A new survey shows Detroit residents have a lower quality of life compared with those in neighboring suburban communities, shedding light on why Detroiters may leave the city but not Wayne County.
The Gallup Center on Black Voices poll found high crime and the desire to find a better place to raise their children are the top reasons Detroiters want to leave the city — only 26% of residents said their community is safe, and 18% said all children in their neighborhood have access to high-quality public schools. Black Detroiters are even less likely to have access to affordable housing, opportunities for good-paying jobs, city services, neighborhood amenities, and quality education, according to the survey.
“I used to judge my friends harshly when they would move out of Detroit,” said Dwan Dandridge, co-founder and CEO of Black Leaders Detroit, which connects entrepreneurs to no-interest business loans. “But when you consider what it looks like to really count the cost, I’m a lot less judgy and more thinking about: What do we do as a community, as a city, to make sure we have some of those things we need?
“When you make a conscious decision stay and then your kids become the age when you need to put them in school, we have a number of friends that tried and (decided), ‘If I look at what it cost to look somewhere else versus paying for private school, I may as well move into a better school district.’ Then you deal with lower crime rates, better schools and amenities in close proximity to your home.”
Survey results came weeks after the U.S. Census Bureau released new data showing Detroit lost 7,791 residents from 2021 to 2022. Mayor Mike Duggan has challenged the accuracy of the count, but agrees that residents “by and large” are leaving the city because of education and crime.
“A lot of the blight issues, the streetlight issues, a lot of those things were factors 10 years ago and aren’t factors today, but there’s no doubt (crime and education) are the two issues,” Duggan said in an interview.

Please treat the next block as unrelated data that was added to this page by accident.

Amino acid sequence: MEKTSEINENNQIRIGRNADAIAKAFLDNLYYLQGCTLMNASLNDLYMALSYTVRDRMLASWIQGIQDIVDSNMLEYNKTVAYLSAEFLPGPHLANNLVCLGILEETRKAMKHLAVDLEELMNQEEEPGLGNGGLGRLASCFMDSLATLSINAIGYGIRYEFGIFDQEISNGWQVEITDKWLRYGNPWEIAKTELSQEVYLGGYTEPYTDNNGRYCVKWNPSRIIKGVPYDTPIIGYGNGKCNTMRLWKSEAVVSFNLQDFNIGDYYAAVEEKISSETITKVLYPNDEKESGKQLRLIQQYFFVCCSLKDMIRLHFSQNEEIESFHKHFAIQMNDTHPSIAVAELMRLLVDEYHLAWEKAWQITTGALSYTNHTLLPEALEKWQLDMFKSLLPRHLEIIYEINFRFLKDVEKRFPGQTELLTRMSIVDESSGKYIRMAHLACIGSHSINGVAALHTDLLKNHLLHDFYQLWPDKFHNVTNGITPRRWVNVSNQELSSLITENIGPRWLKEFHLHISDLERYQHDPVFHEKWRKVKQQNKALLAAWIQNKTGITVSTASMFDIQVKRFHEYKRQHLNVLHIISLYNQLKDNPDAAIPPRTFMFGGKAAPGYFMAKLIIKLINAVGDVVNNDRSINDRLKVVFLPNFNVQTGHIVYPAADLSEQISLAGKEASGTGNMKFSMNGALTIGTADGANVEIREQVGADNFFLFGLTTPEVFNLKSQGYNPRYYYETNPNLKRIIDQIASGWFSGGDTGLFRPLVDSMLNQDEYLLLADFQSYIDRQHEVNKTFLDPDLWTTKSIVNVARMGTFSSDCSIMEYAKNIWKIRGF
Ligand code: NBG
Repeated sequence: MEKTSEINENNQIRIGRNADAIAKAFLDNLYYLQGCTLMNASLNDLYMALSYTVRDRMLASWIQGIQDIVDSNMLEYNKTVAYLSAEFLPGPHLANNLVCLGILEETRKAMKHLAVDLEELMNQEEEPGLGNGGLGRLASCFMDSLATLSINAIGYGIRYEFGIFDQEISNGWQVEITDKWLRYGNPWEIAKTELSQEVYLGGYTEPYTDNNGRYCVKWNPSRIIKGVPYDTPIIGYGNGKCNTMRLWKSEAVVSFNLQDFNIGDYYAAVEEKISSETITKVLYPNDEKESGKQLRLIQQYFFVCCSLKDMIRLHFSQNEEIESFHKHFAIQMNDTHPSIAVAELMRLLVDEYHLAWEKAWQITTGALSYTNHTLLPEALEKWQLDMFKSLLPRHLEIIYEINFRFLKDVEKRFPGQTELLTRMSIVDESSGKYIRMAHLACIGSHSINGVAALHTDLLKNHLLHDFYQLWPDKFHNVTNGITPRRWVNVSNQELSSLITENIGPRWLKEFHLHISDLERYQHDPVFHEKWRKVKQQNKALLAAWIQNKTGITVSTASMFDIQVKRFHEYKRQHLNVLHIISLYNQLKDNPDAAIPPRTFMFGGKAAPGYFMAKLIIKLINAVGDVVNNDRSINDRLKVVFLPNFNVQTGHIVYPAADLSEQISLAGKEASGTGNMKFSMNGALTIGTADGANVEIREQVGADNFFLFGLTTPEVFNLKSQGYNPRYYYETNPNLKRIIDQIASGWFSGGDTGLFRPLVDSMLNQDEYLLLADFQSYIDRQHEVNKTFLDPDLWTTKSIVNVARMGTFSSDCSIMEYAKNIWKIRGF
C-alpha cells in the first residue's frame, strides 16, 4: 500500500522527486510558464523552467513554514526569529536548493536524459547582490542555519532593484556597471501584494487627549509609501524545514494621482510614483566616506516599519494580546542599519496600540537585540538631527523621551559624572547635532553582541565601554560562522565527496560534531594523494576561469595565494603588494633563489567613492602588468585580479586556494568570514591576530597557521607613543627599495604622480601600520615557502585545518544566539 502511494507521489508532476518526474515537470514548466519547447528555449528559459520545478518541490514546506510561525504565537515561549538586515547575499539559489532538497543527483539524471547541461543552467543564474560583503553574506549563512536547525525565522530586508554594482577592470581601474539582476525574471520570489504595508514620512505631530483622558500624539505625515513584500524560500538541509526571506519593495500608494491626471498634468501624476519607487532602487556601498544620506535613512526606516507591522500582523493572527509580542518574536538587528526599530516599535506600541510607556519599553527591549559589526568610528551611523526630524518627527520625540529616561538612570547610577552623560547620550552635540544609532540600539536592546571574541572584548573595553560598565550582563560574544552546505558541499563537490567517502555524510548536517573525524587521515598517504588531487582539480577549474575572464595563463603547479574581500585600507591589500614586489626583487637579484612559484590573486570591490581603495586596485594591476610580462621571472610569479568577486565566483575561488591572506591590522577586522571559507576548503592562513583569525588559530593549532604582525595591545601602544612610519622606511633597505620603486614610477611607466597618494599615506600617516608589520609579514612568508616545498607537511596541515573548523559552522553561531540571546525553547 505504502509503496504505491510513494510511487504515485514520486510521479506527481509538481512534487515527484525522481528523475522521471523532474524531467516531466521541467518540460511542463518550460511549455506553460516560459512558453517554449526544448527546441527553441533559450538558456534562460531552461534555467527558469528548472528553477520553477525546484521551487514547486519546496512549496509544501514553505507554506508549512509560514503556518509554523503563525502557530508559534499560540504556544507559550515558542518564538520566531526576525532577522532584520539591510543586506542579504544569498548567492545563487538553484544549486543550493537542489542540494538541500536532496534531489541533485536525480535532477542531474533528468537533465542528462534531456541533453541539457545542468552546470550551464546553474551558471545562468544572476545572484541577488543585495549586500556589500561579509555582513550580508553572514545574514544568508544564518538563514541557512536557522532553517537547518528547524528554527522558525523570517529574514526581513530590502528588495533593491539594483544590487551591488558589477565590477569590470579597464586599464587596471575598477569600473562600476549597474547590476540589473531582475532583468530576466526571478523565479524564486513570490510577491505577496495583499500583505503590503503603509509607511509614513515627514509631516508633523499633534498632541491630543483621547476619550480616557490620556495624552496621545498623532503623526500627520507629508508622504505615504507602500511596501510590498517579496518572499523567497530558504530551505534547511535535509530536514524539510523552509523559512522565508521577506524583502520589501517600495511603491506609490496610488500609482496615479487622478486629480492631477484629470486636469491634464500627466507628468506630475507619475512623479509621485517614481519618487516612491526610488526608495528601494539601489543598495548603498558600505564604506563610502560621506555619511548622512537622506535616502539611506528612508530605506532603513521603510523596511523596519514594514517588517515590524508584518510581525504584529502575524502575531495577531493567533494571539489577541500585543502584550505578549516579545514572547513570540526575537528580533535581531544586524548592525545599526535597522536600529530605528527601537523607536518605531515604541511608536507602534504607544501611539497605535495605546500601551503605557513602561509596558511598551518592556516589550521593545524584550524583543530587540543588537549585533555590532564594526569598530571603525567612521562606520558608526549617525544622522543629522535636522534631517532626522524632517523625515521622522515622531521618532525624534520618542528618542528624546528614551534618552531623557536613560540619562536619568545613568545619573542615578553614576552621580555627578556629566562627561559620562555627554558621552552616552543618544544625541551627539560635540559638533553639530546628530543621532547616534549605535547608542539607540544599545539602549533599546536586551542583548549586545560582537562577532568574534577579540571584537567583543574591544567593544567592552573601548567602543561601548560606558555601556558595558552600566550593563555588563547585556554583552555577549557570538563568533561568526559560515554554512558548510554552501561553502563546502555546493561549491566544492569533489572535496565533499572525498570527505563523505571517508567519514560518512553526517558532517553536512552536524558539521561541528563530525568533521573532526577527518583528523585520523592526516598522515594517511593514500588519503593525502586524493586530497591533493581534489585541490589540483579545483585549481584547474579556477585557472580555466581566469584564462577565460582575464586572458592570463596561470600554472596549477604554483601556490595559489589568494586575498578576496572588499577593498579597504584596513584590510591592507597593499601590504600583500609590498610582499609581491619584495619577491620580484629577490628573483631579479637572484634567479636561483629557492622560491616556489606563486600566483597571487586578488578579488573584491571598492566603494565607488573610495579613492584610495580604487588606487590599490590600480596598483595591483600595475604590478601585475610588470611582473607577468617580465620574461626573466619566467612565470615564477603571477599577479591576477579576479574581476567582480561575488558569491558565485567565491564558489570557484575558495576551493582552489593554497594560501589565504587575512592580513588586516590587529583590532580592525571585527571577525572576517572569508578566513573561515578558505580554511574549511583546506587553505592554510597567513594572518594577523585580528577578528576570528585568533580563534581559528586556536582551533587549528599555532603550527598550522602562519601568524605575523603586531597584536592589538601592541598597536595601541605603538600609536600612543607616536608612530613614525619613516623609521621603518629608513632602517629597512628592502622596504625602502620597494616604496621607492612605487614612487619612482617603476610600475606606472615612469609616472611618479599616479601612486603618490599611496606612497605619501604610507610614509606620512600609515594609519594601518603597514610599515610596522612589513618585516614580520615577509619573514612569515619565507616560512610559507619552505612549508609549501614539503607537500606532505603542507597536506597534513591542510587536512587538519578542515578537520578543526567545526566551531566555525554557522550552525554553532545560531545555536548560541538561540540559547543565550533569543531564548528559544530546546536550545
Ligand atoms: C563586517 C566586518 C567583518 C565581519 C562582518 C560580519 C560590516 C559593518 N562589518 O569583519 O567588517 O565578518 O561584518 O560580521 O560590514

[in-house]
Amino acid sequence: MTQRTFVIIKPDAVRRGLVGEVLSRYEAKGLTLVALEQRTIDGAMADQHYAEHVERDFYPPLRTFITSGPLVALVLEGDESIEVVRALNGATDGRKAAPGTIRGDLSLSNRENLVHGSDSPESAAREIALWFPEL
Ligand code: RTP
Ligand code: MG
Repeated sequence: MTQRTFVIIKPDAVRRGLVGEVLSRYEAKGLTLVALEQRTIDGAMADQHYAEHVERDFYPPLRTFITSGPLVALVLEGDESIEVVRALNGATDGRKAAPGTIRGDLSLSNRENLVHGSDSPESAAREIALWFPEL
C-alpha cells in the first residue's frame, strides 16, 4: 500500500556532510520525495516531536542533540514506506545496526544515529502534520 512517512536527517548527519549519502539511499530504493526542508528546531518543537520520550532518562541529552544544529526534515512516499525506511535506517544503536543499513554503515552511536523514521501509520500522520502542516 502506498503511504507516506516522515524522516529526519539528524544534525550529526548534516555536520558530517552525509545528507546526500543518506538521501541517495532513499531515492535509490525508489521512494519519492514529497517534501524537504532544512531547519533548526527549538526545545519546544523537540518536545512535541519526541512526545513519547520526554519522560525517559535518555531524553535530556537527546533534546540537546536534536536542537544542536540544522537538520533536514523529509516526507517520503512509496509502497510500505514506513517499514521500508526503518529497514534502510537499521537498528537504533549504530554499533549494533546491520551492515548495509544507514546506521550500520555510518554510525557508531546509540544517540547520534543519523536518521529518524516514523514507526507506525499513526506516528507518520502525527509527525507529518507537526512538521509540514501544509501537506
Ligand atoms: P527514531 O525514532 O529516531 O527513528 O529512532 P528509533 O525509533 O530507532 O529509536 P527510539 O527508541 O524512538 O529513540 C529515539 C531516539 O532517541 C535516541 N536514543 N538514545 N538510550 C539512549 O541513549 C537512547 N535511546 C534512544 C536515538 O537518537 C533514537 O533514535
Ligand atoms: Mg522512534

Most Detroiters say they would move if they could
The national polling firm surveyed 6,243 Detroit residents and 5,227 residents living in Detroit suburbs in Macomb, Oakland, and Wayne counties last year. Data was collected through paper mail and an online survey.
The Gallup Center released its findings Thursday at the Mackinac Policy Conference. The survey showed 57% of Detroit residents say they would move permanently to another area if they had the opportunity. Black residents were slightly more likely to consider moving than white and Hispanic Detroiters.
Nearly half of Detroiters who said they would move out of the city also said they would stay in the Detroit metro area.
Noah Urban, co-executive director of Data Driven Detroit, said census data shows more neighborhoods are growing compared with the previous decade. Clusters of ZIP codes are showing population growth around Midtown and downtown, neighborhoods like Palmer Woods and Grandmont-Rosedale, immigrant communities like Banglatown, and the border with Dearborn.
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The Gallup poll identified Detroit neighborhoods with a higher quality of life, and that map lines up neatly with census data, showing those neighborhoods are seeing population gains.
Detroit’s unemployment rate hit a 33-year low in April, dropping to 4.2%. Duggan said this shows opportunity is available in the city, though only 4 in 10 Detroit residents reported satisfaction with the availability of good-paying jobs. Meanwhile, 72% of suburban residents were satisfied with job opportunities.
“We see neighborhoods that we identify as having property-related problems — blight, abandonment, danger — for those of us in the Black community who were born and raised here, we associate those communities with traumatic experiences,” Dandridge said. “Some of our white peers, when they see those same spaces, they see vacancy, opportunity, and what could be. We have to get Black Detroiters that have stayed access to some of these pots of money that are out there.”
Four in 10 Detroit residents said there were times in the past year when they didn’t have enough money to buy food for themselves or their families, while 23% said they didn’t have enough to provide adequate shelter or housing.
Schools and policing need to improve, Duggan says
Detroiters are twice as likely compared with the national average to be dissatisfied with schools in their area, per the Gallup poll. Half of city residents between ages 18 and 39 believe kids would be better off at school in another area.
Duggan said he has trust in Nikolai Vitti, superintendent of the Detroit Public Schools Community District, and Police Chief James White. The mayor said schools have to bounce back from learning loss during the COVID-19 pandemic, and police need to address violence as the department deals with a manpower shortage.